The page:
Doubt on cancer prevention with ASA

Doubt on cancer prevention with ASA / Health News

Experts express doubts about cancer prevention with ASA: The medical community is skeptical about the alleged cancer prevention with the aspirin Aspirin active ingredient acetylsalicylic acid (ASA).


The current publication of a study by British researchers in the journal „The Lancet“, in which the aspirin active ingredient acetylsalicylic acid (ASA) has been given a cancer-preventing effect has caused a worldwide stir among medical professionals. But after the initial euphoria, skepticism is growing. Many experts comment and point to serious shortcomings of the published study.

The British researchers led by the neurologist Peter Rothwell from the University of Oxford had evaluated eight studies with over 25,000 participants and came to the conclusion that a regular low dose of aspirin, the risk for many cancers significantly reduced. Depending on the tumor type, the cancer risk was reduced by 20 to 35 percent from the daily intake of at least 75 milligrams of aspirin, by as much as 60 percent in esophageal cancer and by 40 percent in colorectal cancer, the researchers reported „The Lancet“-Items. The international interest of the medical community was great in view of the surprising result and it was already first thought games for the preventive use of ASA against cancer employed. But now doubts about the credibility of the study results grow, because numerous experts attest to the study's significant shortcomings.

For example, the team led by neuroscientist Peter Rothwell said his statement that ASA reduced the risk of lung and prostate cancer by 20 percent in 20 years to just four years, said Raymond DuBois of the Anderson Cancer Center the University of Texas. It was also not checked whether the intended participants took at least 75 milligrams of the aspirin drug daily or whether the other participants in the control group, which should receive only sham drugs, actually completely waived aspirin, so another charge of the expert. In addition, all eight studies were originally designed to examine the effects of ASA intake on cardiac risk, not cancer risk, DuBois explained. Thus, factors that speak for an increased risk of cancer, such as a family history, were not recorded in the participants. Therefore, the present study is in the opinion of Raymond DuBois not suitable to draw long-term conclusions on the tumor risk. „On the basis of this study, one certainly should not make a therapeutic decision“, emphasized DuBois.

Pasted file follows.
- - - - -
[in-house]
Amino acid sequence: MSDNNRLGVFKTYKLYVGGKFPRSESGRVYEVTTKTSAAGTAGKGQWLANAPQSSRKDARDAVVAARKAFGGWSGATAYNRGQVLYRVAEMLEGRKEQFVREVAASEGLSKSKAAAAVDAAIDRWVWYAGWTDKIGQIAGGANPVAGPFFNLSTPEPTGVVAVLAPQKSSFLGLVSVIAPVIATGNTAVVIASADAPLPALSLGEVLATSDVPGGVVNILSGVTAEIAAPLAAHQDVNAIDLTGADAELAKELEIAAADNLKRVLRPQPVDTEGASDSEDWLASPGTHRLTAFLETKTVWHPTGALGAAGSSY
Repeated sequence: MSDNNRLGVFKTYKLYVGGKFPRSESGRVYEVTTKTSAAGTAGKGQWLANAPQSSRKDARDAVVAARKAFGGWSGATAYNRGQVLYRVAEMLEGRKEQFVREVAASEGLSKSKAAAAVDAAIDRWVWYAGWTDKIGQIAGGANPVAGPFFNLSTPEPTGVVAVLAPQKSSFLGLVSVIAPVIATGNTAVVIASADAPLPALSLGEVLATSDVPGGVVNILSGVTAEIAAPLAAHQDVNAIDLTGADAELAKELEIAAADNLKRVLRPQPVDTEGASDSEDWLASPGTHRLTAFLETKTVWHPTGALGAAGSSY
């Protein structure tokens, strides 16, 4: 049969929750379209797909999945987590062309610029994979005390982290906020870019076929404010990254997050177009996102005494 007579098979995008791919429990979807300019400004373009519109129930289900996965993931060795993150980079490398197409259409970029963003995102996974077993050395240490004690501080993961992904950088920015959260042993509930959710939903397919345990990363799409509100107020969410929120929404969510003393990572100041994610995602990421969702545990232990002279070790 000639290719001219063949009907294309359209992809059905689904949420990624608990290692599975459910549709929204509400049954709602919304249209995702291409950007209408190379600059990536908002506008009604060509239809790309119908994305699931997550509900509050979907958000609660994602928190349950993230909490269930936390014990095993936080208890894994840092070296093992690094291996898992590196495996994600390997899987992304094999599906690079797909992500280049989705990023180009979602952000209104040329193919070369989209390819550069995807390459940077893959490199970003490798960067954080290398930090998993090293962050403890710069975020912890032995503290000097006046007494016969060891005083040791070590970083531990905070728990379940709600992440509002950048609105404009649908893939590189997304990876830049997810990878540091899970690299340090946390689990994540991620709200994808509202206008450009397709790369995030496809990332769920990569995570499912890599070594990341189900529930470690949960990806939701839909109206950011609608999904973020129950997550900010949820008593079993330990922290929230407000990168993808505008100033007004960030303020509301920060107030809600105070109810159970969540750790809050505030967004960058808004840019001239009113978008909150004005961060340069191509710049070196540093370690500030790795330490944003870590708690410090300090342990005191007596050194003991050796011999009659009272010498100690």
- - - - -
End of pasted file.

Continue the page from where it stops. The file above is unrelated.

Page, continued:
It was also noticeable in the opinion of the critics that in the British study among the women, who made up about a third of the participants, the reduction of the risk of cancer could not be determined by taking ASA. Already earlier studies of the American Cancer Society had come to a similar conclusion, according to which it can be assumed that aspirin in most cancers has no protective effect - lung cancer is the exception here. Even the older studies with more than 40,000 American women had a slight reduction in lung cancer risk, said the critics of the current „The Lancet“-Article.

Epidemiologist Eric Jacobs of the American Cancer Society was a bit more reserved with his critique of the current findings than his colleague from the Anderson Cancer Center and said the results were quite plausible. However, Jacobs pointed out that a US commission of experts explicitly discourages people with normal cancer risk from taking ASA for prevention, as it may, for example, interfere with blood clotting and cause gastrointestinal bleeding.

The cancer expert Ed Yong of the organization Cancer Research UK also expressed doubts in view of the preventive use of ASA: „Balancing the pros and cons of aspirin is very important and should be done on an individual basis“, Yong stressed, adding: „Anyone who considers taking aspirin on a regular basis should first talk to their doctor“. A preventive ASA intake, most medical professionals, not least because of possible side effects, in any case extremely critical. In addition, the current study by British researchers also appears to have doubts for another reason. Because six of the seven authors of „The Lancet“-The products have a good track record in the pharmaceutical industry and have been on the payroll of pharmaceutical companies producing the aspirin drug ASA and similar medicines in the past. A connection in the light of the current article, quite critical to evaluate. (Fp)

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Picture: Jens Goetzke